Steven Warwick: Well, it’s like if you’re an artist, even if you’re in this neo-materialist or post-internet discourse, people are still going to be showing in galleries, aren’t they? So why shouldn’t I make a record? It’s almost like a vessel to carry something and then it’ll be distributed online and people can digest it that way. Different people are going to be listening to it in different ways. There’s not really one way of listening so I may as well accommodate for different modes of reception.
“When I talk about the album being a record about the self, it is a bit of a satire.”
DD: When you think about the fact that the long-player format only really exists because a piece of vinyl could only hold so many songs, it makes sense that the form should shift with new technologies.
Steven Warwick: Yeah, that’s kind of why I said in the statement that people don’t really listen to records in the same way anymore. We have a different experience of it. Even in how I presented the songs, they’re not defined. I tried to keep them as loose as possible and throw them out there like eleven blobs into the world.
What I find funny about a lot of the current art discourse, talking about interconnectivity, Bruno Latour and network theory, is that there’s a kind of mass movement. I almost find that there’s almost a collapse between the artist and the art itself. They’ve become one thing, a singularity, and I wonder how conscious that is in a way.
It seems the current art movement is very much moving as a large mass and kind of floating around speculatively. You know, players floating around on the stock market. It’s almost like people are shares and that’s where there’s a general collapse, which kind of fascinates me and obviously scares me a little bit.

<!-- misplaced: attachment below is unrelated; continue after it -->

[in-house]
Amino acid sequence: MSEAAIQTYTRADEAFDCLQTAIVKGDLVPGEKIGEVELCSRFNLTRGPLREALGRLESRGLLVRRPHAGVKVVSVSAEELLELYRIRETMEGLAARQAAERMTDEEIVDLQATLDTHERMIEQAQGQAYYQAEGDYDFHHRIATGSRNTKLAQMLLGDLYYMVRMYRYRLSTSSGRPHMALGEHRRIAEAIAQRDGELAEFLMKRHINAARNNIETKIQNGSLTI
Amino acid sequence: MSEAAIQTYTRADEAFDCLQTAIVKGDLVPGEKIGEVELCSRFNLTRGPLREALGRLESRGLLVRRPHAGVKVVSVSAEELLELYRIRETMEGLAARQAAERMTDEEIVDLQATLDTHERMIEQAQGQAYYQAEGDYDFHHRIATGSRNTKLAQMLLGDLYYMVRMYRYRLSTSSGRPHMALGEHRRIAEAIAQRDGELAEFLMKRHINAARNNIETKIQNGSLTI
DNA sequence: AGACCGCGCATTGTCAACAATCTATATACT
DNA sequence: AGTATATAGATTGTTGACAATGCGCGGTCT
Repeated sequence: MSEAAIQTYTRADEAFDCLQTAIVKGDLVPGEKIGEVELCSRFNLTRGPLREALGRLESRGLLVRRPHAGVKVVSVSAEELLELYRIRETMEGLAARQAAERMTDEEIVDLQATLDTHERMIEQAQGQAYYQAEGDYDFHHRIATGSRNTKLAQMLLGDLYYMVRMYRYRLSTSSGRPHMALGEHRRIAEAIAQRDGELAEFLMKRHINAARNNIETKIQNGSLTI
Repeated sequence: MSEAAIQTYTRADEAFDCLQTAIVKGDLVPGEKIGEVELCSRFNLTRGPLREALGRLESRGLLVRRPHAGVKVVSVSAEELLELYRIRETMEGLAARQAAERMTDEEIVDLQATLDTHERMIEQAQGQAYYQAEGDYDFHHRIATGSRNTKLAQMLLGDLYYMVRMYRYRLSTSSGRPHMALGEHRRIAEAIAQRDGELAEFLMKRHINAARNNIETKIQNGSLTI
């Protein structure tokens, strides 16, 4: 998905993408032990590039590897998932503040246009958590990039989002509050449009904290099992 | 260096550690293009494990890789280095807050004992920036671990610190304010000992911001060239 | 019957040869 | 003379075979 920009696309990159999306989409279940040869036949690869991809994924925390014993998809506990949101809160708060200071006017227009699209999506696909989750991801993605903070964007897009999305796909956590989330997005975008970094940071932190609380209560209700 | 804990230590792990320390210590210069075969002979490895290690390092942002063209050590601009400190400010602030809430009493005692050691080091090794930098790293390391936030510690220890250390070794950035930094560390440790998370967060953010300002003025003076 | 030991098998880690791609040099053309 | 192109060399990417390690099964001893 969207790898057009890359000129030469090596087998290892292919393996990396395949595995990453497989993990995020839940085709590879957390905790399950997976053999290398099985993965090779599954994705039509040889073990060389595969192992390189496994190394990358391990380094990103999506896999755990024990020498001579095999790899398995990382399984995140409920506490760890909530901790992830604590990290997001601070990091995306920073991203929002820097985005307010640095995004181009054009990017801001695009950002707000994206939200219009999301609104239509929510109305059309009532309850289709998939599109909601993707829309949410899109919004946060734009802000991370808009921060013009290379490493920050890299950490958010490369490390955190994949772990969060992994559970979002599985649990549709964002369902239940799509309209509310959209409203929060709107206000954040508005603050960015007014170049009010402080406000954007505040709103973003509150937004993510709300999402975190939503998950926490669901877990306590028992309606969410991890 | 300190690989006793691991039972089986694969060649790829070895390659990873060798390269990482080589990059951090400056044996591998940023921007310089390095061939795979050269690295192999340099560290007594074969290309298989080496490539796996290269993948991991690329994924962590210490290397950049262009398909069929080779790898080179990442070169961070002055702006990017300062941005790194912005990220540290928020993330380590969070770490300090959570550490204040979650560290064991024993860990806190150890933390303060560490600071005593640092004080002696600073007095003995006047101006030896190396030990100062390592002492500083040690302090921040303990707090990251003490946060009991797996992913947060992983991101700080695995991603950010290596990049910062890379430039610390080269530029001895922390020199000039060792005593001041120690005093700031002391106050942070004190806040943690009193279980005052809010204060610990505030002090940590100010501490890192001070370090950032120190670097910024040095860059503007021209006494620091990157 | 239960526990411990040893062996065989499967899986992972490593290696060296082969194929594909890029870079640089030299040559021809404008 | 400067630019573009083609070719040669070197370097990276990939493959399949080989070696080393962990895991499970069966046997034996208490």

DD: This focus on the self, in terms of RE-ENGINEERING, is it a way of, not only acknowledging your own complicity but also the very personal effect this total collapse could have?
Steven Warwick: When I talk about the album being a record about the self, it is a bit of a satire. But it’s a very real thing of, ‘how does one participate in the grander scheme of things?’ That’s like the whole climate change thing or the idea of charity. There’s The Soul of a Man Under Socialism by Oscar Wilde, where you can give someone some money but ultimately its more about you alleviating your guilt than making someone’s life better, because they’re still going to be there tomorrow. What’s more important is to look at the grander scheme of society, this totality, of course, [laughs].To try and reform something, to try and change that very system, which I think is more important.
DD: Do you think that reasoning could not also be an evasion?
Steven Warwick: No, because then the impetus is on you to think of an alternative, or to try and think of a way around it. Your discomfort and your mild crisis in that situation is ten times more interesting than taking some kind of cognitive bandaid by giving away a bit of your wealth. Don’t you agree?
Surely, it’s better to have a mild crisis and take yourself, albeit briefly, out of a situation. Actually, you’re putting yourself fully into a situation and you’re looking at how you are very much implicated in this. This mild discomfort is way more important than giving fifty pence, shrugging your shoulders and putting your iPod back on.
DD: I guess you could apply that reasoning to your scepticism, problematising of contemporary art discourse.
Steven Warwick: I just don’t think it’s quite as easy to define the enemy like that. I’m just participating and I think it’s better to participate, or to contribute, providing feedback, I’m being affected and I’m affecting what I’m contributing towards.
It’s also this idea where I feel like FOMO [‘fear of missing out’] is a modern condition and one that we’re really preoccupied with. People are scared of being left out or they’re scared of not commenting because there’s been an enforcement that you have to comment, you have to give feedback. You have to give feedback on whether your coffee was good, whether a gig was good, on whether your train line had a good service, whether this blog was useful. Ultimately, I just find it a record, which is about participation and I’m genuinely trying to reflect on that. **